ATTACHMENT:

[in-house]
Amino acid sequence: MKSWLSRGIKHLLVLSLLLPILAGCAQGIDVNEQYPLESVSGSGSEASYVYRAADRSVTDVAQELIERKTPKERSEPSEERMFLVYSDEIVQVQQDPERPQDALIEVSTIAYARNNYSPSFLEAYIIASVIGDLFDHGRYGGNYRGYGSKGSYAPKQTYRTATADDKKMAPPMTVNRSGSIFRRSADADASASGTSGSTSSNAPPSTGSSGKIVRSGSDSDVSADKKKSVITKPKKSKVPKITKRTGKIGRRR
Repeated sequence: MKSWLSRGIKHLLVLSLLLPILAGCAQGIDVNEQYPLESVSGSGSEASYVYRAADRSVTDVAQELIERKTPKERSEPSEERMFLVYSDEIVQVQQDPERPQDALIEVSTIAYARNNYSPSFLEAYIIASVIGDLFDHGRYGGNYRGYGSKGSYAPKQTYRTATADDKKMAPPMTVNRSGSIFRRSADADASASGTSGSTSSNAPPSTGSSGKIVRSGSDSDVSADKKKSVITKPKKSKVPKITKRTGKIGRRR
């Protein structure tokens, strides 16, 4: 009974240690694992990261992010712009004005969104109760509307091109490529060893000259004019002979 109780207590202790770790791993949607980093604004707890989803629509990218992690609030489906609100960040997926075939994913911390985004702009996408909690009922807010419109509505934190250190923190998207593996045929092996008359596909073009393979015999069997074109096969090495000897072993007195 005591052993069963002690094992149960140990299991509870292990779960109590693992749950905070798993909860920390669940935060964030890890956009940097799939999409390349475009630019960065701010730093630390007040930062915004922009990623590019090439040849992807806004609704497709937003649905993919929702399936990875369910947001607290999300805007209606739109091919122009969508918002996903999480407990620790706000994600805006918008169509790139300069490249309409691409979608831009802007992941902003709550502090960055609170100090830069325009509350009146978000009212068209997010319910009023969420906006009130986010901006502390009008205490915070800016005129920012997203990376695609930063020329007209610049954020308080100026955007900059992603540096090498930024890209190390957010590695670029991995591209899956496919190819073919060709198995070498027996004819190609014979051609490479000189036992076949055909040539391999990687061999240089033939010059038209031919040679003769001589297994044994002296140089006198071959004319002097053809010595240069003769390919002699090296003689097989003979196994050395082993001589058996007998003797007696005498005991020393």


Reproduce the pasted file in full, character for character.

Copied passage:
[in-house]
Amino acid sequence: MKSWLSRGIKHLLVLSLLLPILAGCAQGIDVNEQYPLESVSGSGSEASYVYRAADRSVTDVAQELIERKTPKERSEPSEERMFLVYSDEIVQVQQDPERPQDALIEVSTIAYARNNYSPSFLEAYIIASVIGDLFDHGRYGGNYRGYGSKGSYAPKQTYRTATADDKKMAPPMTVNRSGSIFRRSADADASASGTSGSTSSNAPPSTGSSGKIVRSGSDSDVSADKKKSVITKPKKSKVPKITKRTGKIGRRR
Repeated sequence: MKSWLSRGIKHLLVLSLLLPILAGCAQGIDVNEQYPLESVSGSGSEASYVYRAADRSVTDVAQELIERKTPKERSEPSEERMFLVYSDEIVQVQQDPERPQDALIEVSTIAYARNNYSPSFLEAYIIASVIGDLFDHGRYGGNYRGYGSKGSYAPKQTYRTATADDKKMAPPMTVNRSGSIFRRSADADASASGTSGSTSSNAPPSTGSSGKIVRSGSDSDVSADKKKSVITKPKKSKVPKITKRTGKIGRRR
């Protein structure tokens, strides 16, 4: 009974240690694992990261992010712009004005969104109760509307091109490529060893000259004019002979 109780207590202790770790791993949607980093604004707890989803629509990218992690609030489906609100960040997926075939994913911390985004702009996408909690009922807010419109509505934190250190923190998207593996045929092996008359596909073009393979015999069997074109096969090495000897072993007195 005591052993069963002690094992149960140990299991509870292990779960109590693992749950905070798993909860920390669940935060964030890890956009940097799939999409390349475009630019960065701010730093630390007040930062915004922009990623590019090439040849992807806004609704497709937003649905993919929702399936990875369910947001607290999300805007209606739109091919122009969508918002996903999480407990620790706000994600805006918008169509790139300069490249309409691409979608831009802007992941902003709550502090960055609170100090830069325009509350009146978000009212068209997010319910009023969420906006009130986010901006502390009008205490915070800016005129920012997203990376695609930063020329007209610049954020308080100026955007900059992603540096090498930024890209190390957010590695670029991995591209899956496919190819073919060709198995070498027996004819190609014979051609490479000189036992076949055909040539391999990687061999240089033939010059038209031919040679003769001589297994044994002296140089006198071959004319002097053809010595240069003769390919002699090296003689097989003979196994050395082993001589058996007998003797007696005498005991020393």